The scarcity of clean, affordable and safe lighting isn’t unique to Ghana. Over 1 billion people worldwide lack this basic resource, and rely on toxic or dangerous alternatives. While Ghanaian cities have modern infrastructure the rural communities are often forced to rely on Shea butter or Kerosene lanterns—costly technologies that often cause accidental fires and burns while giving off unpleasant smells or, in the case of Kerosene, a toxic waste product. Despite the many clean light technologies on the market today, Cumberbatch couldn’t find anything quite suited to the remote, rural context of Ghana, so he set out to design one with his students.

They came up with a low-cost, highly durable lantern and called "SociaLite." It utilizes a rechargeable battery and has an exterior shell made of discarded and easily obtained plastic containers that can withstand the rugged world they must illuminate. The lantern supplies a rural family in Ghana with a dependable light source for one week between charges. The complete system meanwhile includes a foldable, rooftop solar panel shared between community members for harvesting energy to recharge the lanterns.

Jirapa, Ghana (2009), experimental mud and bamboo house, Caitlin Martusewicz (Arch '11), Noah Garcia (Arch '10)Anna Kramer, a third-year civil engineering major, spent a semester in Ghana last year as part of Prof. Cumberbatch's program. “What’s considered a cheap flashlight in the west is not so cheap for many rural families in Ghana, and it will still break in two or three months,” she says. Batteries, also, can get expensive—and the quality and charge of those available in Ghana is highly tenuous, she adds. Last year, she and her colleagues worked at the Wa Polytechnic school in Ghana with Prof. Cumberbatch to deploy complete Socialite systems in two rural communities. The initiative introduced 120 new lanterns and two public solar charging stations in nearby rural communities. Kramer says she is considering returning to Ghana for a second time to continue her work.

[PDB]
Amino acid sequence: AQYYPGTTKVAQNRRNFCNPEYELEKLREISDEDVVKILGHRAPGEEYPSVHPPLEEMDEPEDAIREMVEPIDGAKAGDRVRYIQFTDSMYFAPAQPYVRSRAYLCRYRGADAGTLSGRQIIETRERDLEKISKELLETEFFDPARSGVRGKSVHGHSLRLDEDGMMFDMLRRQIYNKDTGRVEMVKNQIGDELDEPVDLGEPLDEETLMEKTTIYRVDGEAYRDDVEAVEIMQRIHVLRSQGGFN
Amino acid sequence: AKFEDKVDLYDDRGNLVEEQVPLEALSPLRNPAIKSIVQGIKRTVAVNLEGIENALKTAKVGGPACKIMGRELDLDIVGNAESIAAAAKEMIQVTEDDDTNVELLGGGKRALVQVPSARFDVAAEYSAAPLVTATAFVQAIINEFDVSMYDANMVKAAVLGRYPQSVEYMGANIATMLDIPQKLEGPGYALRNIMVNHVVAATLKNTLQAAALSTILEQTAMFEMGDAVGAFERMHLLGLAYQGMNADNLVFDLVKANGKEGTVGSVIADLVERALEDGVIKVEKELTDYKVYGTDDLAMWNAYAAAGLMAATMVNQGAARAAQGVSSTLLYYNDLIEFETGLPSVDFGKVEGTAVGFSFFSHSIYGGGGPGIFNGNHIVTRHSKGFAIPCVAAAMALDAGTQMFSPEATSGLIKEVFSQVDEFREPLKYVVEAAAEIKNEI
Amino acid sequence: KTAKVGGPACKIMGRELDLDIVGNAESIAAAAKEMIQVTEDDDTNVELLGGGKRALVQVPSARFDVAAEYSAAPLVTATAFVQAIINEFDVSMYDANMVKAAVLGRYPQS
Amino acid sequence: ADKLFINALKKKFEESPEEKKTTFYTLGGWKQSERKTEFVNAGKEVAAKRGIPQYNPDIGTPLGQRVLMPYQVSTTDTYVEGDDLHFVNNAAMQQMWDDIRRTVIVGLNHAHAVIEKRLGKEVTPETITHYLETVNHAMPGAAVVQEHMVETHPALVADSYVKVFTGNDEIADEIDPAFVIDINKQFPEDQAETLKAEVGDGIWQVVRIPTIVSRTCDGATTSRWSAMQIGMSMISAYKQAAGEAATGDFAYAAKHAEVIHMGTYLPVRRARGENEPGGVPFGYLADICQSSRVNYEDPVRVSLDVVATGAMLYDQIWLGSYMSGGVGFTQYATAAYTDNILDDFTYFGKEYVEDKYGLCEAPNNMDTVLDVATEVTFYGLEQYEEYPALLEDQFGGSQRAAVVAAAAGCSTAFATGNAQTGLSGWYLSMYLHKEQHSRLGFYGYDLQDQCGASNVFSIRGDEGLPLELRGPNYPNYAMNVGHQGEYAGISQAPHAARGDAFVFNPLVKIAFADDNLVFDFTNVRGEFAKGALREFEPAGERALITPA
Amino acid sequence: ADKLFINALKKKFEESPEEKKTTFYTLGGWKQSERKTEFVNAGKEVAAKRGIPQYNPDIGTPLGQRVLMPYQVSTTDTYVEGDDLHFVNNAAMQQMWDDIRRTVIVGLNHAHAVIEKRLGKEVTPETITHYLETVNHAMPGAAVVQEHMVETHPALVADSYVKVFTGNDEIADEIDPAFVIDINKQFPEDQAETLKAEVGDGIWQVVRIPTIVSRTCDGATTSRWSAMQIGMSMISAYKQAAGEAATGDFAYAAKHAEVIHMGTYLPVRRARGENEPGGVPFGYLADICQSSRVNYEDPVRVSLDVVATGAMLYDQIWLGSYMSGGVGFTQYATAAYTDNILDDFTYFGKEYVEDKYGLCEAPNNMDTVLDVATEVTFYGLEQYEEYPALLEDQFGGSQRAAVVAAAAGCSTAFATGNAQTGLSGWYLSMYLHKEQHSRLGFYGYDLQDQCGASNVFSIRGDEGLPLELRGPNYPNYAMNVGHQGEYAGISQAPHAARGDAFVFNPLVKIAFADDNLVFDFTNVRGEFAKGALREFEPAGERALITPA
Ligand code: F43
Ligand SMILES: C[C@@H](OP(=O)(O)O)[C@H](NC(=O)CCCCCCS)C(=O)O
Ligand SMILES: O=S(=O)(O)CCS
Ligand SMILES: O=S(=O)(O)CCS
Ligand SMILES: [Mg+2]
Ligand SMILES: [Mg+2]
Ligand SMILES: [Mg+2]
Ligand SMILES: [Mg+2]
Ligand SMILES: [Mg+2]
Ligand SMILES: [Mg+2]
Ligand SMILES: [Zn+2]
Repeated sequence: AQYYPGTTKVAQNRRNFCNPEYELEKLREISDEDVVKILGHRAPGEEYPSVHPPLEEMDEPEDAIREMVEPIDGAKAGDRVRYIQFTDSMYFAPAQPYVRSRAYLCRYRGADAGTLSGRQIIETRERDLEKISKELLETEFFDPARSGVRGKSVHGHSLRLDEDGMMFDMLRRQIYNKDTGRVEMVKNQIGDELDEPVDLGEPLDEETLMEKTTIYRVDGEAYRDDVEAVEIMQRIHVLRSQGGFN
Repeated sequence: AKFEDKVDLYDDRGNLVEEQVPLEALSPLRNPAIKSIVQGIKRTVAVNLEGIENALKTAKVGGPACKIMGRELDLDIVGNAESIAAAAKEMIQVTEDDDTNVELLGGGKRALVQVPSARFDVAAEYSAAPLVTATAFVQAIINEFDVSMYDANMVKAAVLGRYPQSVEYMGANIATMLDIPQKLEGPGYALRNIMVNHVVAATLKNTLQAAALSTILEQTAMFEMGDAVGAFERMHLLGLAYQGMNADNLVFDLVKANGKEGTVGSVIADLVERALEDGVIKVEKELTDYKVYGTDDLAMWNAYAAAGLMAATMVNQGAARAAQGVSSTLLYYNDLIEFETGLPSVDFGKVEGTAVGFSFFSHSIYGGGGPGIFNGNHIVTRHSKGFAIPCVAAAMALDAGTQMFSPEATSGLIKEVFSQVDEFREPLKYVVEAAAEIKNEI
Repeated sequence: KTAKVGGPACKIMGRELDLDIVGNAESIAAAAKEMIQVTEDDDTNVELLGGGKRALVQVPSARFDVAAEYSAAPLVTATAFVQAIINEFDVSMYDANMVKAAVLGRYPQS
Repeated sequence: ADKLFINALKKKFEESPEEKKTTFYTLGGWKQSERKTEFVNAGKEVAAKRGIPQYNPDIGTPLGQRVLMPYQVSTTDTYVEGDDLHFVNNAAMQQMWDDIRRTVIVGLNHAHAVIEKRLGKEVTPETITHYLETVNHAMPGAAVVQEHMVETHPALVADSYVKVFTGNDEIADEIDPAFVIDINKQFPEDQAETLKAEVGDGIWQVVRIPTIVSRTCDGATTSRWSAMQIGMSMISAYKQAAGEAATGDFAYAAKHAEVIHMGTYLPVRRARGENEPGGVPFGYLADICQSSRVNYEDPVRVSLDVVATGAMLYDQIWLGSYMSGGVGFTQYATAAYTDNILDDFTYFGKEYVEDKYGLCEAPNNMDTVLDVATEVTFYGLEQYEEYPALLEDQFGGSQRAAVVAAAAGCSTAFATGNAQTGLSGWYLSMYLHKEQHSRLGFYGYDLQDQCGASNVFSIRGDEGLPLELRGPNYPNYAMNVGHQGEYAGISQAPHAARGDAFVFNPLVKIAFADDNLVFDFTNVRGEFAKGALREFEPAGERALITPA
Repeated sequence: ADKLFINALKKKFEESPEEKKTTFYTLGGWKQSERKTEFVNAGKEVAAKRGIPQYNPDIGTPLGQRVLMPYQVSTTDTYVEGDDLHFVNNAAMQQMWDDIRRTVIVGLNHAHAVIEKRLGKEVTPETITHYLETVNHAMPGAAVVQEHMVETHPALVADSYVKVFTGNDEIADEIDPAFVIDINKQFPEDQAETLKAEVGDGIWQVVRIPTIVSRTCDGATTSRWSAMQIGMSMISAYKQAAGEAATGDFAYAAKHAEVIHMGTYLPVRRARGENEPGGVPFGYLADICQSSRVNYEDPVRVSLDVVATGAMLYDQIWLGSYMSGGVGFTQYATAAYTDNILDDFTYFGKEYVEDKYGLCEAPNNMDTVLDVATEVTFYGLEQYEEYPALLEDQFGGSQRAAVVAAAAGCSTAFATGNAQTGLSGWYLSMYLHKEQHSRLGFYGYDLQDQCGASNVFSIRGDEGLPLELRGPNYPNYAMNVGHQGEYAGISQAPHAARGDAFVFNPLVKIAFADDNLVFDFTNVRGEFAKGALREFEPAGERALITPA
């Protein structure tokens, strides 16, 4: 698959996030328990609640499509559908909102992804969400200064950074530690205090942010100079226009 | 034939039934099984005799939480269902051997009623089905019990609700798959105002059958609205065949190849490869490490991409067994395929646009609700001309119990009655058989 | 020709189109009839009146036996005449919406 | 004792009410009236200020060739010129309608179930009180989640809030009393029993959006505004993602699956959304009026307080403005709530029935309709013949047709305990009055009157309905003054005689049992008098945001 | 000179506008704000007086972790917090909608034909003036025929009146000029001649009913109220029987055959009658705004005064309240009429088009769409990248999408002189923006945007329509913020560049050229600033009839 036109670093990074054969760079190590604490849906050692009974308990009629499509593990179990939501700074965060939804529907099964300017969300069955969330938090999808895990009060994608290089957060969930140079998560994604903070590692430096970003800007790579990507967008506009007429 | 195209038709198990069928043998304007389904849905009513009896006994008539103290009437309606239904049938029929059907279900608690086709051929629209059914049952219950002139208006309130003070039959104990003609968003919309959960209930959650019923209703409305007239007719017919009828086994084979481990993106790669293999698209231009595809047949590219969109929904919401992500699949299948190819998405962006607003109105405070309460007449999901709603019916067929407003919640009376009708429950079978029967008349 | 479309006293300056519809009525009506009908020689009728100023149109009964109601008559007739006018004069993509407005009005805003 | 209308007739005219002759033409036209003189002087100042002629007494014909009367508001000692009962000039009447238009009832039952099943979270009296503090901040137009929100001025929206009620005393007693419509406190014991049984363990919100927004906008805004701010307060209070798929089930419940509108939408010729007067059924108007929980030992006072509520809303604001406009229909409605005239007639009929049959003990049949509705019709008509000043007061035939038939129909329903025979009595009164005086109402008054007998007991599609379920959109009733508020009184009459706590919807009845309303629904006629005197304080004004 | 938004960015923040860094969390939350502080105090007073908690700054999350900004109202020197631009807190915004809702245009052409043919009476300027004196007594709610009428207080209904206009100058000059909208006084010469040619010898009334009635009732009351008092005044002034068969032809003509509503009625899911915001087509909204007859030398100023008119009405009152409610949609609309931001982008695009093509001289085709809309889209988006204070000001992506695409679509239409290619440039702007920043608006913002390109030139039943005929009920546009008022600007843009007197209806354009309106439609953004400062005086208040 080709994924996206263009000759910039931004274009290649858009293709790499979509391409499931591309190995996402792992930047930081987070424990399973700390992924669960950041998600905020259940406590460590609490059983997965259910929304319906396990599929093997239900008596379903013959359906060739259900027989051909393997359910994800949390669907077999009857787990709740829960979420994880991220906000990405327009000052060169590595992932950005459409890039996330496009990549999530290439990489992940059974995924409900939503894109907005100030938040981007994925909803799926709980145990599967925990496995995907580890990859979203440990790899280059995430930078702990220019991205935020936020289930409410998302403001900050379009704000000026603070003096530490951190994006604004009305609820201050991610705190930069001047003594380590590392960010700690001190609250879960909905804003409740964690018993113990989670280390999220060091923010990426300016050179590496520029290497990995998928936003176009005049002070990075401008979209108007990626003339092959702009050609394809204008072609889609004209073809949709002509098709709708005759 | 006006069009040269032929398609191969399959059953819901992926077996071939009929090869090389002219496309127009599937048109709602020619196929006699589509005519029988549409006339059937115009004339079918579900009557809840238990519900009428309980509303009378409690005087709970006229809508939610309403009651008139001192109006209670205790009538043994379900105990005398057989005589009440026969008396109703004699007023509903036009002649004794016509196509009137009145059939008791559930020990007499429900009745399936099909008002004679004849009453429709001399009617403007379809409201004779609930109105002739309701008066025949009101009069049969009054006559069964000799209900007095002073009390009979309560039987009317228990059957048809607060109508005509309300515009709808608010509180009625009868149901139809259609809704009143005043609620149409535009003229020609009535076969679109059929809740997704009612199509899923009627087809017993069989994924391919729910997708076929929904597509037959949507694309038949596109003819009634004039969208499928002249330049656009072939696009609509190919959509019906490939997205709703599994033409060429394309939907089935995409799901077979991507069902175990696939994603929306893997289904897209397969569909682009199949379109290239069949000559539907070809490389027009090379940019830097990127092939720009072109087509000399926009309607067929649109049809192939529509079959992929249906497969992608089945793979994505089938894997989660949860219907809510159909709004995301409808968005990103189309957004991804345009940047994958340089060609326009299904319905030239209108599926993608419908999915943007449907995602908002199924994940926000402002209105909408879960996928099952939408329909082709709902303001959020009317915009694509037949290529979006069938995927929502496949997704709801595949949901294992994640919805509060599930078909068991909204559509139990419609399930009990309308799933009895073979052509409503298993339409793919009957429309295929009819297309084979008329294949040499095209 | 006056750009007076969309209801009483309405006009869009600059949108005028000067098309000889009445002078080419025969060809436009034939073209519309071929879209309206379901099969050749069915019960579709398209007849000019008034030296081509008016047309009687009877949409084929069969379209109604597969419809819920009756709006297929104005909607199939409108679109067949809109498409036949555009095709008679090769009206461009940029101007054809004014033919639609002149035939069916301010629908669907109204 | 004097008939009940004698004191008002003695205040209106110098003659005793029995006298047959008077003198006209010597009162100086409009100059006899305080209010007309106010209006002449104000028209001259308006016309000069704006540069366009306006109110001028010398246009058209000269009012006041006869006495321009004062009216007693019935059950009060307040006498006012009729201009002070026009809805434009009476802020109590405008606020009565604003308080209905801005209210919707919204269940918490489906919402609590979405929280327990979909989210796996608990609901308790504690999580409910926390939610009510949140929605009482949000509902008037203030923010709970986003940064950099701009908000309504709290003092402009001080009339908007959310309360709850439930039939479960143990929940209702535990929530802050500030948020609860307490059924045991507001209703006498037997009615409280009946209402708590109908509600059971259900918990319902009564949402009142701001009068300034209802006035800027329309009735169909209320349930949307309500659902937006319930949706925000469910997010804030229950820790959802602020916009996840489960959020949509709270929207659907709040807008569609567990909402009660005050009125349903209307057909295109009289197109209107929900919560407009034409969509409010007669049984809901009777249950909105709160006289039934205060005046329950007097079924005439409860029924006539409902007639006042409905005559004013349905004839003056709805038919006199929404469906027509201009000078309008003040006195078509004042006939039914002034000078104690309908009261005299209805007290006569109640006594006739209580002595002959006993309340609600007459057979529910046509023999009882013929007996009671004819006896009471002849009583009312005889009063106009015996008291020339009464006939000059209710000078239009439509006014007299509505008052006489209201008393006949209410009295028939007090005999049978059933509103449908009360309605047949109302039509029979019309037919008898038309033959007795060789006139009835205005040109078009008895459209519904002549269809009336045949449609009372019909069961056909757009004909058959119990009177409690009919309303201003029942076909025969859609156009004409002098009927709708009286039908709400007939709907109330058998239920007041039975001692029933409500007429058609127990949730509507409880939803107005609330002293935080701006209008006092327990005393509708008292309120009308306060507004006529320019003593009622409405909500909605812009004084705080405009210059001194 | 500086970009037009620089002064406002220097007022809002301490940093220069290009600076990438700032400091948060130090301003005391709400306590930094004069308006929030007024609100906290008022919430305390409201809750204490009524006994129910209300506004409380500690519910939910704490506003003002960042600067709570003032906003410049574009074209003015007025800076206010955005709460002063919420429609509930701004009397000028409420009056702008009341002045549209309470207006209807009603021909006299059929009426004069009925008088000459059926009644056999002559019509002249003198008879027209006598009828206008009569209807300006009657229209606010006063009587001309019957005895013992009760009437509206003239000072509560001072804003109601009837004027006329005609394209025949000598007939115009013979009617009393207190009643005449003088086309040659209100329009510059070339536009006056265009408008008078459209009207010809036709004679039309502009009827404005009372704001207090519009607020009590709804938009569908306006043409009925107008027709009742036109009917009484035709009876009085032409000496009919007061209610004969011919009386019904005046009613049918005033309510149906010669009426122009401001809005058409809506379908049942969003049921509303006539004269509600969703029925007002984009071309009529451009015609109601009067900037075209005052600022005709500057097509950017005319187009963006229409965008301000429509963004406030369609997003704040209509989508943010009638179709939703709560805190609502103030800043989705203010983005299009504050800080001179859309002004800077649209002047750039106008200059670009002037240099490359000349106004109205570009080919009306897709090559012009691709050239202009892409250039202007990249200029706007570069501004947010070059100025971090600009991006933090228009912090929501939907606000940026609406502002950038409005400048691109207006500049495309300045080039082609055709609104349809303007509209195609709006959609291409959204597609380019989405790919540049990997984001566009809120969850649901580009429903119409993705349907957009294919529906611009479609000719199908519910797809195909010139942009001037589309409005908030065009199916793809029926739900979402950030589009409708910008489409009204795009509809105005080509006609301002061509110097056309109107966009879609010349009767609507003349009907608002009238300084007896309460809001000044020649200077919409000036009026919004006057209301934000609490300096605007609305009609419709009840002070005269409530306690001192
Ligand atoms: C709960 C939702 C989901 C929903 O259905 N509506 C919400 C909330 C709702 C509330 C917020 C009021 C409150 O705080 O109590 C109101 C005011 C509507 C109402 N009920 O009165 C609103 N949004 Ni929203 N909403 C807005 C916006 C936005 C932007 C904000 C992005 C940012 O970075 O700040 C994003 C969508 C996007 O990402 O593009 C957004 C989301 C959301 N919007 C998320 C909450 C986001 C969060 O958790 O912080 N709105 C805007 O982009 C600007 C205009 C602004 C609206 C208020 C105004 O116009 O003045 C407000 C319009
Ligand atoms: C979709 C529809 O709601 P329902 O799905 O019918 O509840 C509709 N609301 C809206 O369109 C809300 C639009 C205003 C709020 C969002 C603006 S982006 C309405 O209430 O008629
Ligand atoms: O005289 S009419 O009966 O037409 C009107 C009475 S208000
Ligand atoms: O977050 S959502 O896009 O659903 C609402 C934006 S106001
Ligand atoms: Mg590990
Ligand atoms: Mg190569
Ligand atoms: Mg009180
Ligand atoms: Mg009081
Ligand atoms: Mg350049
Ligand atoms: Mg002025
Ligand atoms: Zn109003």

Besides impacting the lives of the less fortunate, the work done in Ghana has also directly benefitted student careers.  Julien Caubel (ME'2011) worked with Prof. Cumberbatch at SEA²M³ while still an undergraduate, designing a steam engine for rural Ghana that runs on bio waste. The design won Caubel a Fulbright fellowship when he graduated from Cooper Union, which he used to return to Ghana where he is spending an additional year implementing and perfecting his design. When he returns from his Fulbright, Caubel will pursue his Ph.D. at UC Berkeley.

Combining the freedom of independent study with the discoveries of a semester abroad, Prof. Cumberbatch's annual trips add a third critical element: the opportunity to help make a better world. As a result of the rigorous work and the occasionally challenging circumstances it requires a special kind of applicant willing to put their skills towards something outside of their comfort zone.   “I think it’s very important for our students to be aware of the other half of the world,” says Prof. Cumberbatch, “a world with access to significantly less resource yet with a more sustainable lifestyle within a more caring society.”

Images, from top: 
Baayiri, Ghana (2013), woman with SociaLite lantern she uses every night; 
Jirapa, Ghana (2009), experimental mud and bamboo house, Caitlin Martusewicz (Arch '11), Noah Garcia (Arch '10)